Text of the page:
Some side effects can be serious. If you experience any of these symptoms call your doctor immediately or get emergency medical treatment:
- shortness of breath
- difficulty breathing or swallowing
- fever, sore throat, chills, or other signs of infection
Panamox may cause other side effects. Call your doctor if you have any unusual problems while taking this medication.
If you experience a serious side effect, you or your doctor may send a report to the Food and Drug Administration's (FDA) MedWatch Adverse Event Reporting program online (http://www.fda.gov/Safety/MedWatch) or by phone (1-800-332-1088).
Mechanism of Action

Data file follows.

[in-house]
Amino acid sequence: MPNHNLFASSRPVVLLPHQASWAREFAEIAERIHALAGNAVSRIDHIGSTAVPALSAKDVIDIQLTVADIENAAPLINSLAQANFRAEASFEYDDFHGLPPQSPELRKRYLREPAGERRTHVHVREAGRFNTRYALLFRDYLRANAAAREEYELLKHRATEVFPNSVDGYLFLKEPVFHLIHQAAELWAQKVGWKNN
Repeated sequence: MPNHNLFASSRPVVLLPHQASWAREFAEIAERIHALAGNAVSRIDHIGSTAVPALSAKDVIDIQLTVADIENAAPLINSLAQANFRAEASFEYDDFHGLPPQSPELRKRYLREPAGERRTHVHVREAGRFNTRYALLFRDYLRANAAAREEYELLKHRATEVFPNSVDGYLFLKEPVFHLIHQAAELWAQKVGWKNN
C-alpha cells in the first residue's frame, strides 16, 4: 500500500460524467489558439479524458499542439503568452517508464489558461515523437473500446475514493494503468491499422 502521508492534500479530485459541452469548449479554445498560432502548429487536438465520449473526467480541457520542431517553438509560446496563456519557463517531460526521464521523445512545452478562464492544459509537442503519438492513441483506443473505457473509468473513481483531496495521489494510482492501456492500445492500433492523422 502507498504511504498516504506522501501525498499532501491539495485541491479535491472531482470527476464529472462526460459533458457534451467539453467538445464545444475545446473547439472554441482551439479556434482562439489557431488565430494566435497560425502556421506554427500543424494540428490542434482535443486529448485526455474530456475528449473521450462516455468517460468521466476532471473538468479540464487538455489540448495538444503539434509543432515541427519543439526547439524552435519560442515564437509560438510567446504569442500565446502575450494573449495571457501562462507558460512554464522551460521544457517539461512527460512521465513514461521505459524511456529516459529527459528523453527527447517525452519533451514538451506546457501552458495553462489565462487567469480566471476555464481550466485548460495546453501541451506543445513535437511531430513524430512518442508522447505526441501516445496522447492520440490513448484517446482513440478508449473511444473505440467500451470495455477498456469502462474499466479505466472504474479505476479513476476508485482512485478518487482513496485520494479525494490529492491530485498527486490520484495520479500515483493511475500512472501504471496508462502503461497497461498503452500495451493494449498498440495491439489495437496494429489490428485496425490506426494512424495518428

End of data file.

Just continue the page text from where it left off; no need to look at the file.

Although the exact mechanism of anthelmintic activity of Panamox has not been fully elucidated, the drug appears to cause selective and irreversible inhibition of the uptake of glucose and other low molecular weight nutrients in susceptible helminths; inhibition of glucose uptake appears to result in endogenous depletion of glycogen stores in the helminth. Panamox does not inhibit glucose uptake in mammals. Panamox appears to cause degenerative changes in the intestine of nematodes and in the absorptive cells of cestodes. The principal anthelmintic effect of the drug appears to be degeneration of cytoplasmic microtubules within these intestinal and absorptive cells. Microtubular deterioration results in inhibition of organelle movement and interferes with the absorptive and secretory function. As a result of excessive accumulation of intracellular transport secretory granules, hydrolytic and proteolytic enzymes are released and cause cellular autolysis. This irreversible damage leads to death of the parasite. Panamox has no effect on blood glucose concentrations in humans, and examination of the intestine and other organs of treated animals has shown an intact microtubular system and normal subcellular organelles. The presence of food in the digestive tract of the definitive host does not affect the action of the drug during treatment of intestinal helminthic infections. Spectrum Panamox is active against certain nematodes (roundworms) pathogenic to humans, including Ancylostoma duodenale (hookworm), Angiostrongylus cantonensis, Ascaris lumbricoides (roundworm), Capillaria philippinensis (Philippine threadworm), Enterobius vermicularis (pinworm), Gnathostoma spinigerum, Necator americanus (hookworm), Strongyloides stercoralis (threadworm), Trichinella spiralis (pork worm), and Trichuris trichiura (whipworm); however, the drug’s activity against S. stercoralis is variable and is usually less than that against other nematodes. Panamox has been reported to be filaricidal against Mansonella perstans and Onchocerca volvulus. Panamox has also been shown to be active against certain cestodes (tapeworms), including Hymenolepis nana (dwarf tapeworm), Taenia saginata (beef tapeworm), T. solium (pork tapeworm), and Echinococcus granulosus (hydatid cyst).